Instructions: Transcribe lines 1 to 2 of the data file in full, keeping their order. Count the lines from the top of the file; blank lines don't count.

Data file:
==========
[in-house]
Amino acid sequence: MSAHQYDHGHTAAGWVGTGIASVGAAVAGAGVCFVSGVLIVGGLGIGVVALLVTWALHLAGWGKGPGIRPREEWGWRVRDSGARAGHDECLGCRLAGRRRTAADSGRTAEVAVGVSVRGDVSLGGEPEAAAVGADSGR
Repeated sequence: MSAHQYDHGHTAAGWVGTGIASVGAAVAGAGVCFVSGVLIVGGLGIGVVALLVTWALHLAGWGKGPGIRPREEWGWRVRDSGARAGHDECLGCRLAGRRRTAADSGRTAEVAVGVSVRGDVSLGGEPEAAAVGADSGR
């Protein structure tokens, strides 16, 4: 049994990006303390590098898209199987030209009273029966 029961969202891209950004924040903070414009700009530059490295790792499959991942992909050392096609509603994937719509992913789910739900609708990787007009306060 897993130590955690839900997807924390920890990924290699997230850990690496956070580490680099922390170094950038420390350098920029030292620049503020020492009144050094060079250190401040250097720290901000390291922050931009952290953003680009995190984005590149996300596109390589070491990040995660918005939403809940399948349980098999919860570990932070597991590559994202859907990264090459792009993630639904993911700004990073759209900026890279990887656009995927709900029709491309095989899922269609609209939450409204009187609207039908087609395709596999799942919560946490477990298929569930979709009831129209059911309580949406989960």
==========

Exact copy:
[in-house]
Amino acid sequence: MSAHQYDHGHTAAGWVGTGIASVGAAVAGAGVCFVSGVLIVGGLGIGVVALLVTWALHLAGWGKGPGIRPREEWGWRVRDSGARAGHDECLGCRLAGRRRTAADSGRTAEVAVGVSVRGDVSLGGEPEAAAVGADSGR